Note: This was an announcement of my short-lived attempt at starting a separate energy blog. Like many failed internet projects from the 2000s, it is no more. –Sean Prophet, August 2022
Over the past few months, I’ve been compiling links and information related to the coming world energy transition. The world is waking up to the fact that it cannot continue on with business as usual. The recent oil price runup, coupled with the vulnerabilities to supply disruption spotlighted by hurricane Katrina, makes this a certainty.
My current interest in this phenomenon was sparked by an author with whom I very much disagree. James Howard Kunstler’s “The Long Emergency” sent me on a journey of research and soul-searching. My first reaction to his book was extremely negative. But the more research I did, the more I found that the first part of his thesis is correct–namely that we are nearing the peak of world oil production. There are few analysts (aside from Daniel Yergin) who will say otherwise.
The second part of Kunstler’s book, in which he predicts unmitigated disaster, is deeply flawed. Human desire and creativity will be the energy source for the future. They, along with the sun’s vast output, will power an ever-improving future so long as thinking beings walk this earth.
It is to that end that I have put together the energy transition links page. It was originally called the “peak oil” page, but that term has a “doom and gloom” ring to it. There’s an oil peak alright, but the world is already mobilizing to mitigate it. While many see this reduction in oil supply as an inevitable driver for war and global economic recession, I disagree. The Iraq war (near debacle at this point) proves that US imperial might cannot ensure prosperity–so long as it involves shipping oil from vulnerable facilities halfway around the world. Hurricane Katrina proves that so long as we depend on oil, we face disruption even in our own backyard!
The era of oil is finished. The twenty-first century is the era of sustainability and energy transition. The oil we burn each year took a million years to form. We are living on our planetary inheritance. Like a drunken trust-fund brat, we are now getting our asses kicked. The pain will only get worse until we establish and begin to live on our current energy income. This can only happen through sustainable and renewable energy sources.
Many former government security-policy hawks, such as George Schultz and James Woolsey are now lending their support to domestic projects that increase US energy independence. Schultz wrote the foreword for a study on future transportation called “Winning the oil Endgame,” and Woolsey is on the National Energy Policy Commission, which recently ran a simulation of an oil disruption.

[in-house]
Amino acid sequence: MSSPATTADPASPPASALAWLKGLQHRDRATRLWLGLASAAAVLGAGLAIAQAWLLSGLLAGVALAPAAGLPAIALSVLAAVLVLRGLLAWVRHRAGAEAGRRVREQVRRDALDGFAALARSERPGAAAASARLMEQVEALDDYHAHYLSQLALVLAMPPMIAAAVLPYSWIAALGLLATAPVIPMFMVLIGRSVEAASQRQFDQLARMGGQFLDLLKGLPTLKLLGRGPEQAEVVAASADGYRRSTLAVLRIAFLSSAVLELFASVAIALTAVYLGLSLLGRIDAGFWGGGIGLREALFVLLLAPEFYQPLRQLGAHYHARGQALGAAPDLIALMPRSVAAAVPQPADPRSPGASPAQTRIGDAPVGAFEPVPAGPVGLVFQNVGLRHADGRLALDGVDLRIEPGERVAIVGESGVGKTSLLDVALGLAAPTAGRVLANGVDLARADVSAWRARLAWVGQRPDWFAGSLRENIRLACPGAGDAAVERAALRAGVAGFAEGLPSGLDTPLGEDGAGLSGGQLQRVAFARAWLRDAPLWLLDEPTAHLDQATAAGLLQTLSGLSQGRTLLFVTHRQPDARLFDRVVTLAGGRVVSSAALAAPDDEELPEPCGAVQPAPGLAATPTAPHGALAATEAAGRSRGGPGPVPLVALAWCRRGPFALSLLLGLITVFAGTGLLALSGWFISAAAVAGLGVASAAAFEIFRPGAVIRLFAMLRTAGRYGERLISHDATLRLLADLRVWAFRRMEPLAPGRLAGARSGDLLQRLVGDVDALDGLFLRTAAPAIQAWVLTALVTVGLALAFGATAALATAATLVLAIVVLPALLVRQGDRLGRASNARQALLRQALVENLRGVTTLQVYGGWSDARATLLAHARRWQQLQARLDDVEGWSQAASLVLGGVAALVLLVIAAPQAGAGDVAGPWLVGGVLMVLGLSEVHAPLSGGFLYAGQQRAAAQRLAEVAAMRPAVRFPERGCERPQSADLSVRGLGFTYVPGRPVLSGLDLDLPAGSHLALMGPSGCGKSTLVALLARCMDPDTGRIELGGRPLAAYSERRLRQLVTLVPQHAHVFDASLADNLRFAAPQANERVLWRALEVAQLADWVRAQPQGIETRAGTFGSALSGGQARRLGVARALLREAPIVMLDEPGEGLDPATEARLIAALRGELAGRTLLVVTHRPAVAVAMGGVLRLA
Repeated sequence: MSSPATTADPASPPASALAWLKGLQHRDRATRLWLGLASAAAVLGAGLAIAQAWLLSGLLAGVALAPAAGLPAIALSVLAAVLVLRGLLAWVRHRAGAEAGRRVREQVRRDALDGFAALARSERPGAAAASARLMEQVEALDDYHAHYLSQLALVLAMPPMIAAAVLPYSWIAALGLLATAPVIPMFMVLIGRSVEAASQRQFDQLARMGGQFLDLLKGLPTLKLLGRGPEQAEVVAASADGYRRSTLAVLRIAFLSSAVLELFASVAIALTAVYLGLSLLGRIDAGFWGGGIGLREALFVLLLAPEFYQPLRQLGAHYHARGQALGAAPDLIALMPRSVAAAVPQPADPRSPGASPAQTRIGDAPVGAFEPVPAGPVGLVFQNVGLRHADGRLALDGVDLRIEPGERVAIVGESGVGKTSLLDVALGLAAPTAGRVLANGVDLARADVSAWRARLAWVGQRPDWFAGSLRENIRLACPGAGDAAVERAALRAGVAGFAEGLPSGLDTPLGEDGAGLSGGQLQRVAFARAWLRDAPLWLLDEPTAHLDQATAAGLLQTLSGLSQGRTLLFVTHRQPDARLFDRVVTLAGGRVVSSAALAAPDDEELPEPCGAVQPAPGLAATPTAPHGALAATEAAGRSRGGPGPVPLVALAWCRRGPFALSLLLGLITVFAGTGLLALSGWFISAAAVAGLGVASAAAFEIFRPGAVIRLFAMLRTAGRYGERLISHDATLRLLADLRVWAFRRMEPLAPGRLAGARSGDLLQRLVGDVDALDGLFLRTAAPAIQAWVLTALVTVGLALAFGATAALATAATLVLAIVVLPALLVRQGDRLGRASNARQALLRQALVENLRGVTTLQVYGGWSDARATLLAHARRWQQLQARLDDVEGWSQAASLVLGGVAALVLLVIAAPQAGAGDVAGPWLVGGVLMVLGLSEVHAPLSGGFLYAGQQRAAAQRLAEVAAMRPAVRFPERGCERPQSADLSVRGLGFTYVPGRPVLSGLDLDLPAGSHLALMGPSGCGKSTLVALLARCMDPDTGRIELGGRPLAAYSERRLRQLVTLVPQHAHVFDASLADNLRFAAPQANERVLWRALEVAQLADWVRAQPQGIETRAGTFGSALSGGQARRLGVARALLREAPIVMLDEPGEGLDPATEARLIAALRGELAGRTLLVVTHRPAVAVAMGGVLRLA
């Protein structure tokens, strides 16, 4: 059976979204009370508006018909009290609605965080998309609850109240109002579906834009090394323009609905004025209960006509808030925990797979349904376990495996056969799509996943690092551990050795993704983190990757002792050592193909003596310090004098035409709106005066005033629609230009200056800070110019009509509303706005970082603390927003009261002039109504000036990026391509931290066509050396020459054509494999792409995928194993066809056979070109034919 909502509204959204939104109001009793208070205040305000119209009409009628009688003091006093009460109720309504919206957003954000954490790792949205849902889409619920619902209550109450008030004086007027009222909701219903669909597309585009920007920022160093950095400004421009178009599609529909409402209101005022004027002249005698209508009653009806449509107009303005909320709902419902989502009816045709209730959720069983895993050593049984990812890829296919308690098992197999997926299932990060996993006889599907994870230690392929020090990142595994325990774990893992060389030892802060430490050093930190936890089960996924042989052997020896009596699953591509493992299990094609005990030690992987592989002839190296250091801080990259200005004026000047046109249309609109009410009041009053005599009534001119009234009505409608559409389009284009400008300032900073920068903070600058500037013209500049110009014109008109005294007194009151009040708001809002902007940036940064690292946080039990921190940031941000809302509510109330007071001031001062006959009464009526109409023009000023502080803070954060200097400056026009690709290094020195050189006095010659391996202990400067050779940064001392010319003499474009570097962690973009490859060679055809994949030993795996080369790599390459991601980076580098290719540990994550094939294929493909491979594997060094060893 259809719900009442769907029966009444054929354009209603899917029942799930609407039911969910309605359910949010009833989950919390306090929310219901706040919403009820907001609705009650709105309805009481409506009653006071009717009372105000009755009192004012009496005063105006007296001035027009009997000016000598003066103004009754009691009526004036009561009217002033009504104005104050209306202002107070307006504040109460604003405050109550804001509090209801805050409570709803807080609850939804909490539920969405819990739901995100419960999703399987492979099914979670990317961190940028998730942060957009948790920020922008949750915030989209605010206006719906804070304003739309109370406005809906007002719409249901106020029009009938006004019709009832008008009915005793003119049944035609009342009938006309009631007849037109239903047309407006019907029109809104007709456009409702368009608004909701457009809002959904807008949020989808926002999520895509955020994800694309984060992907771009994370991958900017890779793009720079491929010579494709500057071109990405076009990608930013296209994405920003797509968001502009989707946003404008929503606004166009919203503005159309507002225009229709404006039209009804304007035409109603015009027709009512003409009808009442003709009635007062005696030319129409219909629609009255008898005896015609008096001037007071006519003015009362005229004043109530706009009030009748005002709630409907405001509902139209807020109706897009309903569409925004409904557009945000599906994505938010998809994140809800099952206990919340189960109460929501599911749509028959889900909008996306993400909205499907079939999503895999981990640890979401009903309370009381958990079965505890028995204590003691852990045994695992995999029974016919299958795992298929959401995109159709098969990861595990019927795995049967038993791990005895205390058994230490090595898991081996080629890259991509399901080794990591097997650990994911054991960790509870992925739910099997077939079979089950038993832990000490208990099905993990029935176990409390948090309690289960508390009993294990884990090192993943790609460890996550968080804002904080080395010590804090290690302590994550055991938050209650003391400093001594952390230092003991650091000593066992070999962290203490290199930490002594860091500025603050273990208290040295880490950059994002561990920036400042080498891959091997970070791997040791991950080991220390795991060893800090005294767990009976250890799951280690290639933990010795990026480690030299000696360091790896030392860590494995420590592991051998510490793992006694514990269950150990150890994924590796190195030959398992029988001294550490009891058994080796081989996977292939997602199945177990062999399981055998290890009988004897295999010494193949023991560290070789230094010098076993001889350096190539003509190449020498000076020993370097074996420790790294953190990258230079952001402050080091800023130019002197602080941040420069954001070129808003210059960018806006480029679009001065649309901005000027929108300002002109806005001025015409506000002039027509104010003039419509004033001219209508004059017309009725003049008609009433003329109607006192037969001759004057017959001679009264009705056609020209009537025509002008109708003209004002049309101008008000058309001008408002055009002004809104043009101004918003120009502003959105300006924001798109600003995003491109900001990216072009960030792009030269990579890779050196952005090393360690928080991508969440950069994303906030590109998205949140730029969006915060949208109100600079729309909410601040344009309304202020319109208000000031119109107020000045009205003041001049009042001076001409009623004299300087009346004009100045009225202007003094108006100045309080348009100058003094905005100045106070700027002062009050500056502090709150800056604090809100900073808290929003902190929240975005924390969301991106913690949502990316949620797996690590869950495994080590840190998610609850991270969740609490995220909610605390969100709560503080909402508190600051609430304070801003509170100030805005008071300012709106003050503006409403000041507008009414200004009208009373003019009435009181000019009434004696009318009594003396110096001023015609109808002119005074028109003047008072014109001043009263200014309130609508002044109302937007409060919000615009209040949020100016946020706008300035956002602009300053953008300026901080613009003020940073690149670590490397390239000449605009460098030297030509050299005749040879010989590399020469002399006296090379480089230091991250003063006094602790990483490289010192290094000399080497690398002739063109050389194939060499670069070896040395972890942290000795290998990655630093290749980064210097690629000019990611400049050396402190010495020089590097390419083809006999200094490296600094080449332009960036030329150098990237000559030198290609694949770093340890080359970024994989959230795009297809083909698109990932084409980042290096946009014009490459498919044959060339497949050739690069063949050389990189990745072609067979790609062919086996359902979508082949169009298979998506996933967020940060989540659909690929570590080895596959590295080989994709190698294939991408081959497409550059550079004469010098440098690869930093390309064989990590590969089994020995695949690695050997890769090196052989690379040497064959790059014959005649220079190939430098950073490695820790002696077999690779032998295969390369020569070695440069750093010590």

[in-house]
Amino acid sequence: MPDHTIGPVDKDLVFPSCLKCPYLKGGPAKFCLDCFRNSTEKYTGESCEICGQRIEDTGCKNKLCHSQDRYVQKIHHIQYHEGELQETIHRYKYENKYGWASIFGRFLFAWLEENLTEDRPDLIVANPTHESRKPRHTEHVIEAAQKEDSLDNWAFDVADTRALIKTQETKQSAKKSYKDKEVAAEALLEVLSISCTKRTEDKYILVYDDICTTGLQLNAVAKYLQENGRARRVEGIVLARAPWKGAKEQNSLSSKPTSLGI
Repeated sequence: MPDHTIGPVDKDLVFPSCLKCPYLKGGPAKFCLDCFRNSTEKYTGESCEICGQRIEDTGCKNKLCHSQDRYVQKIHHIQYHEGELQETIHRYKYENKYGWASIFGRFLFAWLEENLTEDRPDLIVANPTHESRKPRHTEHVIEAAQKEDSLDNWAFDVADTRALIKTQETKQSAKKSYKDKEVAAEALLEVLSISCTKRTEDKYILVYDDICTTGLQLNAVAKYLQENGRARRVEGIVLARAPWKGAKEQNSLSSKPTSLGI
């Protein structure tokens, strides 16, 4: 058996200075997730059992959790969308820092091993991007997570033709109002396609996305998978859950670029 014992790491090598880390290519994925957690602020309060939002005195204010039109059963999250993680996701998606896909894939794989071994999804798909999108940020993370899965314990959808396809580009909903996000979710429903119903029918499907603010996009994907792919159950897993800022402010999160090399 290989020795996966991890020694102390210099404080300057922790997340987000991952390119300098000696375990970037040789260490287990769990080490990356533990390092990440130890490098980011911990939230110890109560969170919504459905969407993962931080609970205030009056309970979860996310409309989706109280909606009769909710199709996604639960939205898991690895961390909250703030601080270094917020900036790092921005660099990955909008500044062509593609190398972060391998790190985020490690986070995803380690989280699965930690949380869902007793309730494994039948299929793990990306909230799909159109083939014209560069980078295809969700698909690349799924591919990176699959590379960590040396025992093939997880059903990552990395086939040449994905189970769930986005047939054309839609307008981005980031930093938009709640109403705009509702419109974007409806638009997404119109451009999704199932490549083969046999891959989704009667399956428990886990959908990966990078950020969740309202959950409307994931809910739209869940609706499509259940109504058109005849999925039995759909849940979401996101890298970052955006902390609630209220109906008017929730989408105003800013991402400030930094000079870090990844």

The world’s oil addiction can and will be broken. Plentiful fossil-fuels still exist to get us through the transition (tar sands, oil shale, Fischer-Tropp coal gasification, thermal depolymerization, etc.). However the recent demand-driven price runup will make their use less and less attractive. As many peak oilers are fond of repeating: “Markets don’t create oil.” But they do create initiative. The main irreplacable use for oil is in transportation. Electric and plug-in hybrid technology can get us through until cars are running on solar-hydrogen or solar-zinc or whatever. Air travel is another story, and we will see that getting a lot more rare and expensive in the coming decades. I would argue for a national high-speed electric rail system. This could be an affordable substitute for air travel. Electronic co-location and virtual conferencing (shipping data instead of people and objects), could in turn reduce the demand to be physically present.
Nothing rankles me more than energy ignorance and energy waste. And Americans are king in both categories–because we can–or rather could. From arrogant, bloated SUV’s, to petro/agribusiness to massive energy-wasting tract homes, our sense of energy entitlement borders on the obscene. I’ve contemplated putting my visual communication skills to use to make a documentary expose about the subject. At present, the world’s energy woes make that irrelevant. The wakeup call is already coming at the gas pump and on the evening news. Nothing kicks Americans in the teeth like high energy prices. But Americans don’t stay down. We know how to fix problems when we put our minds to it. In time, depending on how severe energy disruptions get, it may still be useful to make a documentary, to help inform the transition. The subject is incredibly complex yet pervades our lives.
In the meantime, please enjoy the energy transition page.
Hey Shawn – loving your blog. Quick question: Can I link to this site on my band’s web page. Warning – a lot of whackos will start reading your stuff. But I thought I’d share the love …umgh .. whackos with you! Peace. –Rory